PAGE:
Swing Landscape: Rhapsody for Piano and Wind Orchestra is an essay on the nature of modernism, postmodernism, and American musical cultural in the 1930’s. The paintings of early American modernist Stuart Davis were an important source of inspiration, most notably his 1938 mural Swing Landscape and the similarly themed Hot Still-Scape in Six Colors. Davis’ attempted to bridge the techniques of his European contemporaries, such as Picasso and Matisse, with the uniquely diverse cultural scene in New York City during the 1920’s and ‘30’s. In particular, jazz and swing music played a major role and Davis sought to break down the barriers between high and low cultures. In this way he helped to bridge the gap to postmodern and pop artists like Warhol in the 1950’s and ‘60’s. On the musical side of things, George Gershwin’s landmark Rhapsody in Blue shares many commonalities with Davis’ works. He was similarly informed by European contemporaries, most notably Ravel and Milhaud, and also rejected the artificial separation among jazz, classical, and popular music. The piece’s title also draws from contemporary art, a suggestion made by the composer’s brother and collaborator Ira.
With these two titanic figures as inspiration, my work attempts to update their methods to incorporate 21st century artistic ideals. Davis’ Hot Still-Scape in Six Colors helped to inform the basic structure of my rhapsody, with each section being labeled according to colors. These colors seem to be chosen deliberately to represent the fundamental nature of light and pigment. In order to relate these to music, I chose to utilize the harmonic series, or chord of nature, to correspond to each color. The odd-numbered partials through the thirteenth were selected to create the following sections: I. White (B-flat), II. Red (D), III. Yellow (F), IV. Blue/Orange (A-flat and C), V. Black (E), and VI. White (B-flat). The astute musician will note that this arpeggiates a B-flat dominant eleventh chord, an extremely common harmony in jazz music. These “spectral” chords are used as sectional markers throughout, including an intense brass chord before the coda that splits a B-flat major triad into an eleventh chord to represent a prismatic splitting of light. (Blue and orange are combined for two reasons: they are on opposites sides of a color wheel and the great proto-spectralist composer Messiaen often described his favorite harmonies as “blue-orange.”)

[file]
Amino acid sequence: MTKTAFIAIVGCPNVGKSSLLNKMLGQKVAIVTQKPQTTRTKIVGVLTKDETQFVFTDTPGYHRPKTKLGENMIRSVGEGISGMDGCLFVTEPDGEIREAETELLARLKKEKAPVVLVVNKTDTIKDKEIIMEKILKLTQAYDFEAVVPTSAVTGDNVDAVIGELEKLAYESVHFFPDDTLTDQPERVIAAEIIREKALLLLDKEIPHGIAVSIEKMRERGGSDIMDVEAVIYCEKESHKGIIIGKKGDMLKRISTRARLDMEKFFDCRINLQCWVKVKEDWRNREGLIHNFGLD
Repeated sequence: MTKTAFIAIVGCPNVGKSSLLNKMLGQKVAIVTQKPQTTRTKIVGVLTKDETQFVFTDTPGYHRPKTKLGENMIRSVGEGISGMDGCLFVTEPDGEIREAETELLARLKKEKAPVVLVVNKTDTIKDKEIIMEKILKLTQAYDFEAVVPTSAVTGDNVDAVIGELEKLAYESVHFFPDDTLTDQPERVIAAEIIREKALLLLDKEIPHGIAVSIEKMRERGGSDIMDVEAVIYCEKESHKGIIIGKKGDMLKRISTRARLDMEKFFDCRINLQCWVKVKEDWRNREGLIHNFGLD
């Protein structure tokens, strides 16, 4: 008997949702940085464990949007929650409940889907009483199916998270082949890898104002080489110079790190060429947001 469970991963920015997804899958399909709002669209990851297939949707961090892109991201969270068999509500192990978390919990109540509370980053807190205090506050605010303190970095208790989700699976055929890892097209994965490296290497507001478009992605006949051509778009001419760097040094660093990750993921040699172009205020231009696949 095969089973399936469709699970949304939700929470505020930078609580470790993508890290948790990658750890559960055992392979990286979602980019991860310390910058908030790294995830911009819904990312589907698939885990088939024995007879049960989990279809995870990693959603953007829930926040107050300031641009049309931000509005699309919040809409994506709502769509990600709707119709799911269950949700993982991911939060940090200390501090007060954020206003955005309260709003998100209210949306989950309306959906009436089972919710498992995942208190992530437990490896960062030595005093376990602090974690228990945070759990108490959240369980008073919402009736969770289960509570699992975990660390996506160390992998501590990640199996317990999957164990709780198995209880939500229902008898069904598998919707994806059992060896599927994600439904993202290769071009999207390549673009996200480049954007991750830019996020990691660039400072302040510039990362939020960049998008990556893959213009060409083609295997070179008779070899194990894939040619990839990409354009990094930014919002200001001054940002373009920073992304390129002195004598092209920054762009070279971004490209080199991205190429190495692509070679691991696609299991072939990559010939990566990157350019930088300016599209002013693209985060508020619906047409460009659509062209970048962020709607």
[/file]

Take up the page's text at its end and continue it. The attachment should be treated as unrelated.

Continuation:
The many diverse sections reflect the Gershwin work’s numerous compartmentalized short ideas. However, my work attempts to create a more coherent form by recapitulating primary motives in different guises throughout the piece. Each section is also an homage to different styles of jazz or 20th-century music, including minimalism, stride piano, post-bop, primitivism, modal jazz, and spectralism. Also similar to Gershwin, the solo piano interacts freely with the ensemble throughout, only taking a fully soloistic role in the lyrical center section. Ultimately, the piece attempts to bring about a satisfying philosophical time-travel adventure through the metamodernist lens of the early 21st century.